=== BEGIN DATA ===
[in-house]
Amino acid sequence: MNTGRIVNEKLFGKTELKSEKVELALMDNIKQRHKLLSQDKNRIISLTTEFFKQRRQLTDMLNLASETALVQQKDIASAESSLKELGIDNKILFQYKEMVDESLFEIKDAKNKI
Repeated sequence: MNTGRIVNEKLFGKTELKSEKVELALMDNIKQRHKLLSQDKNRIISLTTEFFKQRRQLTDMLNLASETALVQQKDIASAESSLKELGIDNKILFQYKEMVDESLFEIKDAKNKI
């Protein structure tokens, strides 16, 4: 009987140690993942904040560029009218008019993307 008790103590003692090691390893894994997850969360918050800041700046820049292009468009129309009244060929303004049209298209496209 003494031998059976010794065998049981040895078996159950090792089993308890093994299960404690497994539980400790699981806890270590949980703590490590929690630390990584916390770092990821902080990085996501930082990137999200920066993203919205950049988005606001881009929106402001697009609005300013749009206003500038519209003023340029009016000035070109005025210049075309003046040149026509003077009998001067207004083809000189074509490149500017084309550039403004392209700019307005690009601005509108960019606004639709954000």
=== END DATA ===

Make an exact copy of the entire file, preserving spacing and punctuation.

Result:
[in-house]
Amino acid sequence: MNTGRIVNEKLFGKTELKSEKVELALMDNIKQRHKLLSQDKNRIISLTTEFFKQRRQLTDMLNLASETALVQQKDIASAESSLKELGIDNKILFQYKEMVDESLFEIKDAKNKI
Repeated sequence: MNTGRIVNEKLFGKTELKSEKVELALMDNIKQRHKLLSQDKNRIISLTTEFFKQRRQLTDMLNLASETALVQQKDIASAESSLKELGIDNKILFQYKEMVDESLFEIKDAKNKI
């Protein structure tokens, strides 16, 4: 009987140690993942904040560029009218008019993307 008790103590003692090691390893894994997850969360918050800041700046820049292009468009129309009244060929303004049209298209496209 003494031998059976010794065998049981040895078996159950090792089993308890093994299960404690497994539980400790699981806890270590949980703590490590929690630390990584916390770092990821902080990085996501930082990137999200920066993203919205950049988005606001881009929106402001697009609005300013749009206003500038519209003023340029009016000035070109005025210049075309003046040149026509003077009998001067207004083809000189074509490149500017084309550039403004392209700019307005690009601005509108960019606004639709954000």